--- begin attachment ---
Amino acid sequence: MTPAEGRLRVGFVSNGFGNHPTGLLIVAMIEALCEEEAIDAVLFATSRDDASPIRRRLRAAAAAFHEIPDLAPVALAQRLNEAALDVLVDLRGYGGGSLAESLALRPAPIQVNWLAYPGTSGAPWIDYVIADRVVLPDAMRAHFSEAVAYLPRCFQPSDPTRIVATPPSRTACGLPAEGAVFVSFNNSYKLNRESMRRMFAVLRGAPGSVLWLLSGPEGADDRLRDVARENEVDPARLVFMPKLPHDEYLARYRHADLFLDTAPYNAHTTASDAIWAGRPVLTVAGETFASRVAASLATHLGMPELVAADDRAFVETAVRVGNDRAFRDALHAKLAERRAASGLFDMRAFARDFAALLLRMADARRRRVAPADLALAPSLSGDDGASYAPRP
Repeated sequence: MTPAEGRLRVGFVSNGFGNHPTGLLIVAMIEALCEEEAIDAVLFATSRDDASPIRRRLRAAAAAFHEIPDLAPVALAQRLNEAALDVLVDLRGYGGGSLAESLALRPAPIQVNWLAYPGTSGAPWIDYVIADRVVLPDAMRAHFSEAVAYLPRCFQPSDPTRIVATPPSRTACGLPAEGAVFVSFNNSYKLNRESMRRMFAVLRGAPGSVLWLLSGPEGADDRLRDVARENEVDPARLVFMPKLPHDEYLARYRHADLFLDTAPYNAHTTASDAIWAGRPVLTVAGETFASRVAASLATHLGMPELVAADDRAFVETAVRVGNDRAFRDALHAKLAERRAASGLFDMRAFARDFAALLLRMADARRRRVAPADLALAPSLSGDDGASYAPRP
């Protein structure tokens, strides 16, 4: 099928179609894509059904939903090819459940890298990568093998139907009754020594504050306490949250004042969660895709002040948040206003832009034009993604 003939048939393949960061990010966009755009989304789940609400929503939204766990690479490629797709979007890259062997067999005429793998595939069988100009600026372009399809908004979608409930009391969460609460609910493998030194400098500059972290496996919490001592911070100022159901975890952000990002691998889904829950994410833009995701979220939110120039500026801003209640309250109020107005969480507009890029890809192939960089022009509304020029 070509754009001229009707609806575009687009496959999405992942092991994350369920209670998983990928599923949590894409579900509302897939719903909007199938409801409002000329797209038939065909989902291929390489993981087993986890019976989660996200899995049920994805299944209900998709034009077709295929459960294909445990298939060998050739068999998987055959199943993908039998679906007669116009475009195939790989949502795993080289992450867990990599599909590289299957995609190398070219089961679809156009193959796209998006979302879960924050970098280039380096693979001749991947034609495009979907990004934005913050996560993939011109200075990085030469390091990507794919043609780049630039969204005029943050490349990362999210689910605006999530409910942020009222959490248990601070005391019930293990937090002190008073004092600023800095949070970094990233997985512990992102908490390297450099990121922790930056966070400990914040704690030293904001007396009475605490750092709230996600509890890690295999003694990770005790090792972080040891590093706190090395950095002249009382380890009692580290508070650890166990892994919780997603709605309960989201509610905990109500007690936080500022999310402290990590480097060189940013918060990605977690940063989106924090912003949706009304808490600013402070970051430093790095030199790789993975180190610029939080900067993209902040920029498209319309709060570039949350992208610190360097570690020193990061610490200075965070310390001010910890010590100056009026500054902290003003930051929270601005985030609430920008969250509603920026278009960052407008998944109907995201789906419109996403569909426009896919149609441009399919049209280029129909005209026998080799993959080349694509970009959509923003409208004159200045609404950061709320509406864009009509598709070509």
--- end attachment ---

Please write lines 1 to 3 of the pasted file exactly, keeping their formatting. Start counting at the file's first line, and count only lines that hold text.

Amino acid sequence: MTPAEGRLRVGFVSNGFGNHPTGLLIVAMIEALCEEEAIDAVLFATSRDDASPIRRRLRAAAAAFHEIPDLAPVALAQRLNEAALDVLVDLRGYGGGSLAESLALRPAPIQVNWLAYPGTSGAPWIDYVIADRVVLPDAMRAHFSEAVAYLPRCFQPSDPTRIVATPPSRTACGLPAEGAVFVSFNNSYKLNRESMRRMFAVLRGAPGSVLWLLSGPEGADDRLRDVARENEVDPARLVFMPKLPHDEYLARYRHADLFLDTAPYNAHTTASDAIWAGRPVLTVAGETFASRVAASLATHLGMPELVAADDRAFVETAVRVGNDRAFRDALHAKLAERRAASGLFDMRAFARDFAALLLRMADARRRRVAPADLALAPSLSGDDGASYAPRP
Repeated sequence: MTPAEGRLRVGFVSNGFGNHPTGLLIVAMIEALCEEEAIDAVLFATSRDDASPIRRRLRAAAAAFHEIPDLAPVALAQRLNEAALDVLVDLRGYGGGSLAESLALRPAPIQVNWLAYPGTSGAPWIDYVIADRVVLPDAMRAHFSEAVAYLPRCFQPSDPTRIVATPPSRTACGLPAEGAVFVSFNNSYKLNRESMRRMFAVLRGAPGSVLWLLSGPEGADDRLRDVARENEVDPARLVFMPKLPHDEYLARYRHADLFLDTAPYNAHTTASDAIWAGRPVLTVAGETFASRVAASLATHLGMPELVAADDRAFVETAVRVGNDRAFRDALHAKLAERRAASGLFDMRAFARDFAALLLRMADARRRRVAPADLALAPSLSGDDGASYAPRP
């Protein structure tokens, strides 16, 4: 099928179609894509059904939903090819459940890298990568093998139907009754020594504050306490949250004042969660895709002040948040206003832009034009993604 003939048939393949960061990010966009755009989304789940609400929503939204766990690479490629797709979007890259062997067999005429793998595939069988100009600026372009399809908004979608409930009391969460609460609910493998030194400098500059972290496996919490001592911070100022159901975890952000990002691998889904829950994410833009995701979220939110120039500026801003209640309250109020107005969480507009890029890809192939960089022009509304020029 070509754009001229009707609806575009687009496959999405992942092991994350369920209670998983990928599923949590894409579900509302897939719903909007199938409801409002000329797209038939065909989902291929390489993981087993986890019976989660996200899995049920994805299944209900998709034009077709295929459960294909445990298939060998050739068999998987055959199943993908039998679906007669116009475009195939790989949502795993080289992450867990990599599909590289299957995609190398070219089961679809156009193959796209998006979302879960924050970098280039380096693979001749991947034609495009979907990004934005913050996560993939011109200075990085030469390091990507794919043609780049630039969204005029943050490349990362999210689910605006999530409910942020009222959490248990601070005391019930293990937090002190008073004092600023800095949070970094990233997985512990992102908490390297450099990121922790930056966070400990914040704690030293904001007396009475605490750092709230996600509890890690295999003694990770005790090792972080040891590093706190090395950095002249009382380890009692580290508070650890166990892994919780997603709605309960989201509610905990109500007690936080500022999310402290990590480097060189940013918060990605977690940063989106924090912003949706009304808490600013402070970051430093790095030199790789993975180190610029939080900067993209902040920029498209319309709060570039949350992208610190360097570690020193990061610490200075965070310390001010910890010590100056009026500054902290003003930051929270601005985030609430920008969250509603920026278009960052407008998944109907995201789906419109996403569909426009896919149609441009399919049209280029129909005209026998080799993959080349694509970009959509923003409208004159200045609404950061709320509406864009009509598709070509």